Let's Sing 'Auld Lang Syne' for the Upper Brandywine: Or, to continue with Burns, how the best laid environmental schemes of men "gang aft a-gley"
Perhaps the most lamentable mistake that one can make is to be right too soon. This was the story of the Brandywine Plan, an attempt to organize local people for the permanent protection of the environmental amenities of their own land.
The Upper East Branch of Brandywine Creek drains a rolling basin of farms, fields, woodlands, and a sprinkling of residential areas. Because it lies at the far edge of the commuting range to the population centers of Philadelphia and Wilmington, the basin's natural beauty has barely been touched by the blight of suburban sprawl. The waters of its streams are clear; its ample woodlands and fields are filled with wildlife. Driving slowly through the basin's winding roads and across its narrow bridges evokes the feeling of a pastoral painting, of the ideal landscape of rural eastern America.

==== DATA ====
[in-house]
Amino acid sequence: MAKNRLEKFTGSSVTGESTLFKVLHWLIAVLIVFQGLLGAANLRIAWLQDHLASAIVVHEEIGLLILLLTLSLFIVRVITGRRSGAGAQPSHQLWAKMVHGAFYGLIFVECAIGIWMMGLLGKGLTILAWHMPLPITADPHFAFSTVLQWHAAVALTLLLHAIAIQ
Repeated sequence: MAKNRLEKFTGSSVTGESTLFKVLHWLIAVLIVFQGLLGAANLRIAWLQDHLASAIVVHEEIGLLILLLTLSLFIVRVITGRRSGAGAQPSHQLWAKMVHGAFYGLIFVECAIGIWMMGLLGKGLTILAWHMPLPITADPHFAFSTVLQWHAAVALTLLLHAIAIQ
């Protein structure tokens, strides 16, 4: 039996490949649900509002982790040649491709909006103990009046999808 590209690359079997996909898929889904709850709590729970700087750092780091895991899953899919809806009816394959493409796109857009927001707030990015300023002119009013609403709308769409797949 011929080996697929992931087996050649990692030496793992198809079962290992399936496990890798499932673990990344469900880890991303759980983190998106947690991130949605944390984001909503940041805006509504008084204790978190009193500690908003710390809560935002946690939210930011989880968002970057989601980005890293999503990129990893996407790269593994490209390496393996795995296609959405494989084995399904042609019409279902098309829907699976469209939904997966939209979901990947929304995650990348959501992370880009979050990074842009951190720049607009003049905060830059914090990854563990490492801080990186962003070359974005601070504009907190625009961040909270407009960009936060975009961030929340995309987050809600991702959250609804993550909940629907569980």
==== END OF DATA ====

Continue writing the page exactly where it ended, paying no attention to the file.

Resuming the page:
For two years, I had the privilege of working closely with a group preparing a land plan for the Brandywine area. The plan was designed to offer the inhabitants of the basin a feasible way to preserve forever the natural qualities of their region from the inevitable wave of urbanization. A report in Science magazine called it the perfect plan that failed.
Additional publication details
|Publication Subtype||Journal Article|
|Title||Let's Sing 'Auld Lang Syne' for the Upper Brandywine: Or, to continue with Burns, how the best laid environmental schemes of men "gang aft a-gley"|
|Series title||Natural History|
|Publisher||American Museum of Natural History|
|Google Analytic Metrics||Metrics page|